Join us with Vudi Xhymshiti, to find out what to look for when signing up for an agency and the challenges we face to make a living as a photojournalist in an over-commercialised use of images. Vudi will also talk about VX Media Education programs, a branch of VX Pictures and the educational support that provides, including an on-field mentorship programme for photojournalists as well as his upcoming conflict reporting course.

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Women Photographers Covering Women’s Violence, Trauma and Grief

The Invention Rooms
68 Wood Lane
W12 7TA

02 March 2020   18:30-20:30
©Suzanne Plunkett – Civilian bombing victim Shahpiry, 30, holds her son Hasib, 4, during a therapy session at the Kabul Mental Health Hospital in Kabul, Afghanistan, April 5, 2002. The wages of war are starkly visible across Afghanistan, but the most lasting damage can’t be seen: the wounds to the minds of Afghans, after 23 years of dread punctuated by moments of terror.

Women photographers discuss their challenges, reflections and roles on covering stories of violence against women.

The Photojournalism Hub is very honored to present three great women photojournalist that have worked on some of the most difficult and excruciating modern women stories to share their experiences, insights and challenges.

Suzanne Plunkett, is an award winning photojournalist who has worked as a staff photographer for the Associated Press in New York where she covered the Sept.11 attacks on the World Trade Centre in 2001 and then as the chief photographer for the AP in Jakarta where she covered the 2004 Indian Ocean Tsunami. Based in London since 2006, she has worked as a senior staff photographer for Bloomberg News in London and a staff photographer for Reuters. Currently, she shoots for The New York Times, the RHS, Chatham House and leads the London chapter of Women Photograph which works to elevate the voices of women+ non binary visual storytellers.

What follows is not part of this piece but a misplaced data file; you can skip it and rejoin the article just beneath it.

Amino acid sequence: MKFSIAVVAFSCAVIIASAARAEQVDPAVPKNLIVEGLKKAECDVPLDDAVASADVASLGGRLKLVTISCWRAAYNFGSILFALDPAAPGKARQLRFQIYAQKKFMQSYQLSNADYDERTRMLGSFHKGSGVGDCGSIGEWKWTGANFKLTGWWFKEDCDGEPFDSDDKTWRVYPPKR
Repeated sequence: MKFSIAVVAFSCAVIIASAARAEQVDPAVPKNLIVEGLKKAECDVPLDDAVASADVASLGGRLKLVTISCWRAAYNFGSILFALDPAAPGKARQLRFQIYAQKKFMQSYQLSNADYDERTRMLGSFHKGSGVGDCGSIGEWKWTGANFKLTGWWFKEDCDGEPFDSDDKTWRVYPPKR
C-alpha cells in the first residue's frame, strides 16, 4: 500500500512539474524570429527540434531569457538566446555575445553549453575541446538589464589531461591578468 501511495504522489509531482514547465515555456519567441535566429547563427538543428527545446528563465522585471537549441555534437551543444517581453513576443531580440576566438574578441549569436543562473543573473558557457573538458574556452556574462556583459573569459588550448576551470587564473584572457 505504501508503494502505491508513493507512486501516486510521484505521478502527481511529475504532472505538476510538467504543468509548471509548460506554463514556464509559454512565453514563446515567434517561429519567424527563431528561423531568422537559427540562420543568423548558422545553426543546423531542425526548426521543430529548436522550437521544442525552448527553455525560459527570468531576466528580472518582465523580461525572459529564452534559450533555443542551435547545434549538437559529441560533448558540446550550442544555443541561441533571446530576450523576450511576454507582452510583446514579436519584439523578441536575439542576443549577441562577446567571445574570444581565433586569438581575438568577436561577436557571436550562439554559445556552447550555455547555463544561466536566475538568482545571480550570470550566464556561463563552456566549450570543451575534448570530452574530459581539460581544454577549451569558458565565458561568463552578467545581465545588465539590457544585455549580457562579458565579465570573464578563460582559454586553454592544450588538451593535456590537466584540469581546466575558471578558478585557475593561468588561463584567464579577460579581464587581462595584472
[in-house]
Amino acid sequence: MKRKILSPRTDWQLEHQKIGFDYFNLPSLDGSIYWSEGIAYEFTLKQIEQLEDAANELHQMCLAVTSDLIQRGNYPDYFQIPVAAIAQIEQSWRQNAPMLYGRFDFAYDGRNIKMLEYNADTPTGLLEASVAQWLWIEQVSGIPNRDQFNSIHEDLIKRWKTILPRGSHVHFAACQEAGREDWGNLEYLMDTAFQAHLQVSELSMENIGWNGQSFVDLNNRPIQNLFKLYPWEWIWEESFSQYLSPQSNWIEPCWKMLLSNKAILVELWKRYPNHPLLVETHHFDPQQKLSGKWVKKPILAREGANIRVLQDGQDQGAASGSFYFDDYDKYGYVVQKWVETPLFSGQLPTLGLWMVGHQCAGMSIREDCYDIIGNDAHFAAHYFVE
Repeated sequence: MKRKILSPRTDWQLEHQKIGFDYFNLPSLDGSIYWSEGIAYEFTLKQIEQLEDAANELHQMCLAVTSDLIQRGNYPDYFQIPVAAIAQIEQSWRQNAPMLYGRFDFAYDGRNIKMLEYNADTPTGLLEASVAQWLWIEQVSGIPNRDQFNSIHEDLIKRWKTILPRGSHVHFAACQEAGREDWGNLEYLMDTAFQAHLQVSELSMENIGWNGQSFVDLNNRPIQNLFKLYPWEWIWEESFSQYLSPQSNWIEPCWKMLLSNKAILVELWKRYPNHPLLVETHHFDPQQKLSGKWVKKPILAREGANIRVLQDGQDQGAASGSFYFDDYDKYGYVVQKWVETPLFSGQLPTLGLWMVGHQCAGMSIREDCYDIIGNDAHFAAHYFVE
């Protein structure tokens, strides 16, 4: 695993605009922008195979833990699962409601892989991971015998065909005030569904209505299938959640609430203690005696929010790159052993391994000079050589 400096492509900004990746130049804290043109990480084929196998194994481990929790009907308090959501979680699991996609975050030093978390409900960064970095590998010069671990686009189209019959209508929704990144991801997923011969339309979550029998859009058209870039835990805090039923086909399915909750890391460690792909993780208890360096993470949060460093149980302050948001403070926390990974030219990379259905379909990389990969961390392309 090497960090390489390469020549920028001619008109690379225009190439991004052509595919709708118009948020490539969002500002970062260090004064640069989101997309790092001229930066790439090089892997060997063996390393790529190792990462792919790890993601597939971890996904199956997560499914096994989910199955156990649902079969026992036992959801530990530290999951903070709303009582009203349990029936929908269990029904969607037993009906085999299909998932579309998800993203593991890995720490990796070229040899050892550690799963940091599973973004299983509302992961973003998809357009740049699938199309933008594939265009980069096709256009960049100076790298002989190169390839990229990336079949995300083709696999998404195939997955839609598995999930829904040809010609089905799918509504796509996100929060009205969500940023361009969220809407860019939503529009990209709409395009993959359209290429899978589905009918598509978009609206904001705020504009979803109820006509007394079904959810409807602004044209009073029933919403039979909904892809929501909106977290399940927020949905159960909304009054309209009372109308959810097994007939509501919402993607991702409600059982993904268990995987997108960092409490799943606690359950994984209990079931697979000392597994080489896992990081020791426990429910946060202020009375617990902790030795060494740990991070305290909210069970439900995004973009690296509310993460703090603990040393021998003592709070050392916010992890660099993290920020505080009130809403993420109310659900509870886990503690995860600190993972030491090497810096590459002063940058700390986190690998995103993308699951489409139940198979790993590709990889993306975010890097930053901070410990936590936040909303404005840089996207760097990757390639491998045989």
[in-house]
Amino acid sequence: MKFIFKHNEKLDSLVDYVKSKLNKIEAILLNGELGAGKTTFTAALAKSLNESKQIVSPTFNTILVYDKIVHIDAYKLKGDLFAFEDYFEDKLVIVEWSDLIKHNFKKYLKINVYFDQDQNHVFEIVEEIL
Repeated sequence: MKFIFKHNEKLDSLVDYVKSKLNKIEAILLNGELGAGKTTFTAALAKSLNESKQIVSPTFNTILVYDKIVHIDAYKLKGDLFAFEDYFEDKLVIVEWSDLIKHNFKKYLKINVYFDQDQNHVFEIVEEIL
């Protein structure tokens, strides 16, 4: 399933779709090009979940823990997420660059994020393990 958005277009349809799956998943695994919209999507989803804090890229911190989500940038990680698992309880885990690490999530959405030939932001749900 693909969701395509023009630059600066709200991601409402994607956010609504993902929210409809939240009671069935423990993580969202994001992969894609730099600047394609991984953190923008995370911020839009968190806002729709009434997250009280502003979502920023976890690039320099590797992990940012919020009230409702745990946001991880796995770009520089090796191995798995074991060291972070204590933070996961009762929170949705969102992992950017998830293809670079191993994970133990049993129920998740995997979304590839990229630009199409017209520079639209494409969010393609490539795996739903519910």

Chiara Ceolin, is a documentary photographer who has a background of working for nearly ten years as a psychologist specialised in PTSD and trauma. Chiara has worked extensively with projects in rural Tanzania, Romania and London adopting participatory methods to empower and heal young girls and women through visual storytelling. Currently, Chiara’s work focuses on women who survived trauma as well as contributing to clients such as Thomson Reuters Foundation, Westminster University, The Evening Standard, Magic Me charity, BBC Children in Need, Forward UK and many others.

Quintina Valero, o, is an award-winning photojournalist whose work focuses on human rights, displacement, women and environmental issue. She has a proven passion for bringing important stories often collaborating with local NGOs. Her work has been featured in The Guardian, Sunday Times, Thomson Reuters Foundation, BBC, Stern Magazine and El Pais among others. Her latest projects have taken her to Central America and the Colombian Amazon documenting the different layers of conflict. Her work on sex trafficking and the impact of Chernobyl’s nuclear accident has received international awards including the Lensculture Emerging Talent, Festival della Fotografia Etica (Italy) and the Photo Press Contest Award (Ukraine).